A anti-heroin rally was held in Springfield March 24, 2017.

Rally against heroin held in downtown Springfield


Residents rallied outside the Springfield Police Division and Clark County Jail to raise awareness about the heroin epidemic Friday.

In Clark County about 500 people have died from drug-related overdoses since 1998. Last year 79 people died from drug overdoses in Clark County, a record number. There has been 32 suspected drug overdoses through February of this year, 12 of them confirmed as drug deaths and the others awaiting toxicology results.

>>RELATED: Clark County drug overdose deaths reach record number

The small group that formed Friday included former users as well as family members who lost loved ones to drugs. They carried home-made signs that said "Stop the Silence," "Stop the ODs; Quit Selling Dope" and "Life has Hope."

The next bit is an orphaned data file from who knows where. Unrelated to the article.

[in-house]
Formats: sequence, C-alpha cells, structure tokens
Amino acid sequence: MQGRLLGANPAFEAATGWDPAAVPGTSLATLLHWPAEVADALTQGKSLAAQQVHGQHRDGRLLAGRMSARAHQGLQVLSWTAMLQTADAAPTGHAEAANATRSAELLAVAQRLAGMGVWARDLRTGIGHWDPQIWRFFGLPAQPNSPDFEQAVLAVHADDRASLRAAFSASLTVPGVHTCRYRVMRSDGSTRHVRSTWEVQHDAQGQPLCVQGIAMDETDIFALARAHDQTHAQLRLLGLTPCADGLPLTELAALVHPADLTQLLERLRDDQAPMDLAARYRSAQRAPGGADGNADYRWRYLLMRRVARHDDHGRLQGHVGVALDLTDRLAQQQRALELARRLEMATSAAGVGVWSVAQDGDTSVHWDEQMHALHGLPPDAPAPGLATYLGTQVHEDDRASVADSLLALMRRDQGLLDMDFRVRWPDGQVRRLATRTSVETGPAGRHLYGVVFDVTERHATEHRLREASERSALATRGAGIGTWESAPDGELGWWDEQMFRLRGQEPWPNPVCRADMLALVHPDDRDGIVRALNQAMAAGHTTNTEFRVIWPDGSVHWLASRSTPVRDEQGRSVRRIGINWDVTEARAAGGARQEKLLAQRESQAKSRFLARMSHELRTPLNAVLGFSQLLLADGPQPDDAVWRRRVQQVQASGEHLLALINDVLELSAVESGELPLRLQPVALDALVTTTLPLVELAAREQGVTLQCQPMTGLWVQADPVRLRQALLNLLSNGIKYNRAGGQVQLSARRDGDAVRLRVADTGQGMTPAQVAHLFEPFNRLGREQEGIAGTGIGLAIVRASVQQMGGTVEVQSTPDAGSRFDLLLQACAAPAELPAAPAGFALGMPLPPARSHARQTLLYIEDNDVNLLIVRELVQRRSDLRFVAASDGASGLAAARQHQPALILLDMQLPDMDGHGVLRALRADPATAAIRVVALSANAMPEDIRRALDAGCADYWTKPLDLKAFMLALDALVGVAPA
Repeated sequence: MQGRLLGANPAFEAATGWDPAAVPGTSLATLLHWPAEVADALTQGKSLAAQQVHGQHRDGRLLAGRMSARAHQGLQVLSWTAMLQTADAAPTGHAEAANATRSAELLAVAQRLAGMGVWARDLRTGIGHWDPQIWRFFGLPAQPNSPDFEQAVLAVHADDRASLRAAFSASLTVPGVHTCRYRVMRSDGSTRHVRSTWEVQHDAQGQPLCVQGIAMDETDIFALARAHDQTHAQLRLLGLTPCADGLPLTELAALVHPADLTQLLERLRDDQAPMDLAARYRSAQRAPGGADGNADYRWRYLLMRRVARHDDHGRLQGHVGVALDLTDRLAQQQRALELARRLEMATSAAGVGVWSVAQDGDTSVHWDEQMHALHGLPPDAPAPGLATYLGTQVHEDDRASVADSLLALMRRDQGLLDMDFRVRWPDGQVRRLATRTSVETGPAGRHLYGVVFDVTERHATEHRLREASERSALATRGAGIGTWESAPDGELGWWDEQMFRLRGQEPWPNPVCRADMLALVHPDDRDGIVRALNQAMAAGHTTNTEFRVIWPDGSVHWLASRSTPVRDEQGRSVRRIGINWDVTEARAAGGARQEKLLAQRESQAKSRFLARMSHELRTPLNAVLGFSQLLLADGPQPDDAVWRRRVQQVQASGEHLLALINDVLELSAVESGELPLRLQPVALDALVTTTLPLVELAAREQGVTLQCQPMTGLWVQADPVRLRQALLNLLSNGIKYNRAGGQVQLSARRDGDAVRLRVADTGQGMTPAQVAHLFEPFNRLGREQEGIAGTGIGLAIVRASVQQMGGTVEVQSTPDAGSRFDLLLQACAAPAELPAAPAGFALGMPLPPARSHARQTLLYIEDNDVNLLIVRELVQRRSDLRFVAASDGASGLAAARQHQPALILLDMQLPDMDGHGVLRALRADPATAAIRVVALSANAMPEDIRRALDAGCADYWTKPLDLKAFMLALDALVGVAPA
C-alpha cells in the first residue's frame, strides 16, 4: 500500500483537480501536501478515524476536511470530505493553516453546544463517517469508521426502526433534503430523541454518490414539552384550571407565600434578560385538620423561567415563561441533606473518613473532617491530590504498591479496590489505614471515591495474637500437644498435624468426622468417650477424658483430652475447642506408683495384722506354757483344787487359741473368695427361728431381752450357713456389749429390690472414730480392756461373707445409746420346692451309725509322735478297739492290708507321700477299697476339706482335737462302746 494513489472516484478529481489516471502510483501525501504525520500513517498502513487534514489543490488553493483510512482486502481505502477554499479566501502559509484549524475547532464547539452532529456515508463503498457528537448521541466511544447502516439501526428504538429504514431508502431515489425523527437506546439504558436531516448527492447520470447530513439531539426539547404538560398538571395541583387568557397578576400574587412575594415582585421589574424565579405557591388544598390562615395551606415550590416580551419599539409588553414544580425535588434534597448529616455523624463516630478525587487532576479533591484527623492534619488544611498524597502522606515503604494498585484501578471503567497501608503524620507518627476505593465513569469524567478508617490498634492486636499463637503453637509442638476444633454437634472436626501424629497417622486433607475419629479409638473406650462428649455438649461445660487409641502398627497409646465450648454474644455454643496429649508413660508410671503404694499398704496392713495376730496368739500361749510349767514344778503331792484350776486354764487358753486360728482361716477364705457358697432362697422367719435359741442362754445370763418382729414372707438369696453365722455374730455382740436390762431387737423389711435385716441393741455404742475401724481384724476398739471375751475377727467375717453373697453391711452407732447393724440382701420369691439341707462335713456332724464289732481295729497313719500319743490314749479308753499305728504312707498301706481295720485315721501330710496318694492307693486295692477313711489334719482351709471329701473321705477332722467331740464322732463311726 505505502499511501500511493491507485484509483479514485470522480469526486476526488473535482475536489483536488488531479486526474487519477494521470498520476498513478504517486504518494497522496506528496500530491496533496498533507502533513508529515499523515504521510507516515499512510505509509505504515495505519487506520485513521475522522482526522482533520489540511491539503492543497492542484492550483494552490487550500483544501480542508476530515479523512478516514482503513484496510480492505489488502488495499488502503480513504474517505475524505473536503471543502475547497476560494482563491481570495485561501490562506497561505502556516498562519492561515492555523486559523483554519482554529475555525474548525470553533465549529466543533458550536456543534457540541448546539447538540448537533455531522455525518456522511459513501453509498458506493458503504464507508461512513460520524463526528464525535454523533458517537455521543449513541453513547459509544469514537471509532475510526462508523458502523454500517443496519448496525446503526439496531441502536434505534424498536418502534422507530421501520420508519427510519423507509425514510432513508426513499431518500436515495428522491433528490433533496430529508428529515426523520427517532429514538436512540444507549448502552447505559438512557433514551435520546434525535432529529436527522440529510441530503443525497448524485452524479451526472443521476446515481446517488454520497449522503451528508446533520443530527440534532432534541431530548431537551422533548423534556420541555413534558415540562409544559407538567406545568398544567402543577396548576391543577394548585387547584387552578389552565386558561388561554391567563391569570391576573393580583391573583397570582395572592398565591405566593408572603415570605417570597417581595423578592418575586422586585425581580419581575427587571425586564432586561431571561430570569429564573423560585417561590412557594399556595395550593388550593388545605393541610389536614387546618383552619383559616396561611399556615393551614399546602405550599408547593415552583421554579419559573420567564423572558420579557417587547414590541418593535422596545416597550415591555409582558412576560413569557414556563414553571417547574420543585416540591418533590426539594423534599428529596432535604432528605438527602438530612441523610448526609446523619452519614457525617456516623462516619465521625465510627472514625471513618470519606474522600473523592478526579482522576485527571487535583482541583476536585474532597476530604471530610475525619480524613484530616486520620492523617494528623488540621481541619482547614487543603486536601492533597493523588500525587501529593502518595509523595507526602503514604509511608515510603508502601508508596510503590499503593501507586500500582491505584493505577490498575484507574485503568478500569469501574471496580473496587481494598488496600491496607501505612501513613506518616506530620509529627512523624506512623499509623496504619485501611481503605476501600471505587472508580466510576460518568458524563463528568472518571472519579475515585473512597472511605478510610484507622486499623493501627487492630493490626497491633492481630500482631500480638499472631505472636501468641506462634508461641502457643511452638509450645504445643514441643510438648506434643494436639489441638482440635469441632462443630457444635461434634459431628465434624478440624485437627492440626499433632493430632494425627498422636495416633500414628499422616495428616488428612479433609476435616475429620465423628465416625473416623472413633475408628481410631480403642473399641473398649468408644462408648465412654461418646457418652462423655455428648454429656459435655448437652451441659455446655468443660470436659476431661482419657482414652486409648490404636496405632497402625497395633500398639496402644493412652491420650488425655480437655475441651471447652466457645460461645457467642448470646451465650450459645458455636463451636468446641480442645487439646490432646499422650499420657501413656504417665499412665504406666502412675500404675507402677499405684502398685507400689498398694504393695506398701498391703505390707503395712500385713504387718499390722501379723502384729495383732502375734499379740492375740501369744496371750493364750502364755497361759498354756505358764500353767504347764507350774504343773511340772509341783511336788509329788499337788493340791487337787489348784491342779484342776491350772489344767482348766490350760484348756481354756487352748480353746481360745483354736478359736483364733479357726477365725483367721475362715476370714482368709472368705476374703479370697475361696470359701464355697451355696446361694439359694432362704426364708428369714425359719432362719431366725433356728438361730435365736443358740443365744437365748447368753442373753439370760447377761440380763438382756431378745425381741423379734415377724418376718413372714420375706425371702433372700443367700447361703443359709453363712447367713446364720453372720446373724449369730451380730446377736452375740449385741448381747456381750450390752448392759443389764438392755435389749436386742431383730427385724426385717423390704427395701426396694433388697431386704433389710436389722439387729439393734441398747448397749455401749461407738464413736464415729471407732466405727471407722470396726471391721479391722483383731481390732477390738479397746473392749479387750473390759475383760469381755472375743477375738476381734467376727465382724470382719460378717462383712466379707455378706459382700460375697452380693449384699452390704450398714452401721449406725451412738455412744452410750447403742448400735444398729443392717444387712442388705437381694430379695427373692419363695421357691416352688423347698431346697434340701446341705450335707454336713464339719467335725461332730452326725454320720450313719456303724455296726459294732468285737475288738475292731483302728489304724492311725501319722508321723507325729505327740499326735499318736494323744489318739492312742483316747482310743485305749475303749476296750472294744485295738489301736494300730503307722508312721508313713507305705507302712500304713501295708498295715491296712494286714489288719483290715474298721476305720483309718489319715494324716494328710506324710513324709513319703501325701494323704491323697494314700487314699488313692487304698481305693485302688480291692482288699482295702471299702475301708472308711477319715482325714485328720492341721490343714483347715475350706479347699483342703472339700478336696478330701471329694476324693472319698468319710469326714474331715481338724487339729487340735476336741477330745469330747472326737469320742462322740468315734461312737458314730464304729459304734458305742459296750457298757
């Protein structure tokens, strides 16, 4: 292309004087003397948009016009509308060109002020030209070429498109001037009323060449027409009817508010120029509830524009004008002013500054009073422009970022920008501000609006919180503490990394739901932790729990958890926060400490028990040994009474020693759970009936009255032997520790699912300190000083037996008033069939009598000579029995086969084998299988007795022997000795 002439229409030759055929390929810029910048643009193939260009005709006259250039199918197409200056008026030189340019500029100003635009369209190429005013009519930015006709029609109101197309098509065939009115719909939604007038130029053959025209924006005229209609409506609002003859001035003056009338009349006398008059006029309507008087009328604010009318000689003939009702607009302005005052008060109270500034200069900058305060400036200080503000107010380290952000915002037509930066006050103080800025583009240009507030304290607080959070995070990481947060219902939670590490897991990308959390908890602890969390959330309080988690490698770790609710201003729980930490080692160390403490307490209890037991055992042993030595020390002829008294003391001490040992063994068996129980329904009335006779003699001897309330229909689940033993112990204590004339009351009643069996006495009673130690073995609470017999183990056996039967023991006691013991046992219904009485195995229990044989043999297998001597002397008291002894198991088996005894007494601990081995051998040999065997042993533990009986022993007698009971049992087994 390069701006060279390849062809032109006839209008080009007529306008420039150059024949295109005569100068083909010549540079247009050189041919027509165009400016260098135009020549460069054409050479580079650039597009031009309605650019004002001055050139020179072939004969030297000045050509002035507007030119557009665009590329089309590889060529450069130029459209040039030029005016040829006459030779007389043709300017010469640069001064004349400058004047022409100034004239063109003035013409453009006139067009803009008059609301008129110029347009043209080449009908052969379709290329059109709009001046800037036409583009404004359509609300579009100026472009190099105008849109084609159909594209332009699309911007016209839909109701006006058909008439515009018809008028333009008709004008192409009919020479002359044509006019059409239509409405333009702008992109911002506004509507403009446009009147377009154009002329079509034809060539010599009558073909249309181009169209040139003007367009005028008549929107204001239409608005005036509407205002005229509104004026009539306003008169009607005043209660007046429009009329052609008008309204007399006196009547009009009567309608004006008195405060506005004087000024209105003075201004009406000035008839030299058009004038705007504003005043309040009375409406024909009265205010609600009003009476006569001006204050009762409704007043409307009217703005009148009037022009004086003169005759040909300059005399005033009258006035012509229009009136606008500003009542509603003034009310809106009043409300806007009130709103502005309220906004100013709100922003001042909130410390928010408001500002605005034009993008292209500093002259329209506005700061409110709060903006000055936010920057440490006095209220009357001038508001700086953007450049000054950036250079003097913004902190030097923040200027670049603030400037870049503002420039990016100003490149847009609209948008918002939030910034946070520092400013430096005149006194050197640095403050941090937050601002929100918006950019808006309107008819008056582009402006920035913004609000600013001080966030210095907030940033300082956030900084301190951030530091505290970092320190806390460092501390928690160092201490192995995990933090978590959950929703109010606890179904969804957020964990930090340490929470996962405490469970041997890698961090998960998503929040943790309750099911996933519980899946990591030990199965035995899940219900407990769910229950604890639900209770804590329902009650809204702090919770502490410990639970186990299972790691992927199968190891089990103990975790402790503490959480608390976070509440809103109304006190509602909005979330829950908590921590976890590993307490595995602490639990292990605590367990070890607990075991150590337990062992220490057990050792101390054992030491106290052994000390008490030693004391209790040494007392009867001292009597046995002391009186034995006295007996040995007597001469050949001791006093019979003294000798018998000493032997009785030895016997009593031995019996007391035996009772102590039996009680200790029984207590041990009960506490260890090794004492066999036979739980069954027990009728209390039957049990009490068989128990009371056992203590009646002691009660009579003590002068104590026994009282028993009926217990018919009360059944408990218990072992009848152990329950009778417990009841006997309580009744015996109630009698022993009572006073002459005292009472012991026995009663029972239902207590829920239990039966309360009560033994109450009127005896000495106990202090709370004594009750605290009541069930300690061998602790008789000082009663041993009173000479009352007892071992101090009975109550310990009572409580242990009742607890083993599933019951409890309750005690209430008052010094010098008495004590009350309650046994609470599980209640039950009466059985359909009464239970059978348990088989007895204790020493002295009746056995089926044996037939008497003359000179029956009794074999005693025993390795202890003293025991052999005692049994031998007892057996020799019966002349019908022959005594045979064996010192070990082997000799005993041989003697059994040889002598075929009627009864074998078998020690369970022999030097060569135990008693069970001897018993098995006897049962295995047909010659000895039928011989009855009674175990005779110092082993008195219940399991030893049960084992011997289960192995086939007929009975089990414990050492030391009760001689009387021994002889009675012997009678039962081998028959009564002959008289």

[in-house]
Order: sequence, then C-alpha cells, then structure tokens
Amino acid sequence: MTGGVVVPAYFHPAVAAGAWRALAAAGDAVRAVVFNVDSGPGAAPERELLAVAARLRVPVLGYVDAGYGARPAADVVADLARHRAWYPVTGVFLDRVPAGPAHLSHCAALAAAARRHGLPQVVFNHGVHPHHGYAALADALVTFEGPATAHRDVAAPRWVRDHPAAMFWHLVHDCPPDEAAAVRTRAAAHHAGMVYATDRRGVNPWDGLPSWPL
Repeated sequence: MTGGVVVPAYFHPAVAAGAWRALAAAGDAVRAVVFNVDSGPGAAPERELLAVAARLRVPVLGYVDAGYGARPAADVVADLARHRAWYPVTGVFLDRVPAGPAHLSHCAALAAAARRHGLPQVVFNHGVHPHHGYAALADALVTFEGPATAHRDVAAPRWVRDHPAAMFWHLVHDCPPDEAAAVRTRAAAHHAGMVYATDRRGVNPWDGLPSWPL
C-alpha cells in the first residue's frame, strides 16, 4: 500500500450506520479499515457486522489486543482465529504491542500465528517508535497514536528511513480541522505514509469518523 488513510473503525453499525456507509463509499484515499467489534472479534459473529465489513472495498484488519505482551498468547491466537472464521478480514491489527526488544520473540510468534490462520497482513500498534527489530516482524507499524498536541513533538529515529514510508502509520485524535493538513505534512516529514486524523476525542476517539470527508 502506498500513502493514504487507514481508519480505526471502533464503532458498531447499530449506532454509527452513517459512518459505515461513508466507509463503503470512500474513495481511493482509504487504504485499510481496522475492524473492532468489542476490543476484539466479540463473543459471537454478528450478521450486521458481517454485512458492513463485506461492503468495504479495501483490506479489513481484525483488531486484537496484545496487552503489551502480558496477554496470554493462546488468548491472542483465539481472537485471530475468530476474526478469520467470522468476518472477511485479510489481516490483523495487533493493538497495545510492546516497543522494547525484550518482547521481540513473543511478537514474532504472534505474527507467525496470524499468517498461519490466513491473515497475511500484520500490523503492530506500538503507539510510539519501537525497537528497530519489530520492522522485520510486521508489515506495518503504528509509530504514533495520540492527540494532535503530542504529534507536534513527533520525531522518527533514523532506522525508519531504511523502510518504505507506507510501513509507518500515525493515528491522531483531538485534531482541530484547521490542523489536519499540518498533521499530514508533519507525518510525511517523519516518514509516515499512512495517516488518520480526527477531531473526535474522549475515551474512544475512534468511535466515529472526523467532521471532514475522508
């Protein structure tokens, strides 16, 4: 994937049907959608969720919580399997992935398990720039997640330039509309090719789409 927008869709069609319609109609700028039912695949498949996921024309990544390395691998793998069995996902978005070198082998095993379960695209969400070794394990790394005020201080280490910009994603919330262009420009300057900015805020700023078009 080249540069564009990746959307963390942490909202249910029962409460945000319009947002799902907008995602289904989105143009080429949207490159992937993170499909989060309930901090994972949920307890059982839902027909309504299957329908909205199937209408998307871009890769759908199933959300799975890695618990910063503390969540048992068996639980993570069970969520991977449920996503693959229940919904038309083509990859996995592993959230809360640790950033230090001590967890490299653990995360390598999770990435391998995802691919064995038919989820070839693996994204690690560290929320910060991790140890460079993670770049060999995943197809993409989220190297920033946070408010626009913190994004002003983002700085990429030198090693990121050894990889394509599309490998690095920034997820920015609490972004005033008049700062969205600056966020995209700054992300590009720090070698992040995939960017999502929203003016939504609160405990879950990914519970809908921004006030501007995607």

One of the organizers said they came together because the community needs to stand up and help those struggling with addiction.

Kelly Wise, a former addict at the rally, wanted people in Clark County to know there’s light at the end of the tunnel.

>>READ MORE: Clark County to charge addicts who OD, don’t seek treatment

“A doctor prescribed pain pills," she said. "I was on pain pills for about two or three years and I couldn’t find a Percocet one day … and somebody said I have this and it was shot full of heroin and that is how I got started.”

Wise was addicted for six years.

“It’s immediate relief, it’s like if you are sick from no pills," she said. "It takes all of your feelings away, you’re lifeless. You are completely lifeless, it’s like you are zombie walking around.”

That wasn't appealing, Wise said, but once you start it’s hard to stop. She attended seven rehabilitation centers during that time. She kept going because she had friends around her who had been sober for at least 15 years. That gave her hope.

“It took me seven treatment centers to stop … and I’ve been clean eight months,” Wise said.

The group collectively said they're tired of overdoses and they want people to know help is available to those who seek it.

“My kid has seen a lot of things and to hear her say she is proud of me today, that’s a big deal,” Wise said.

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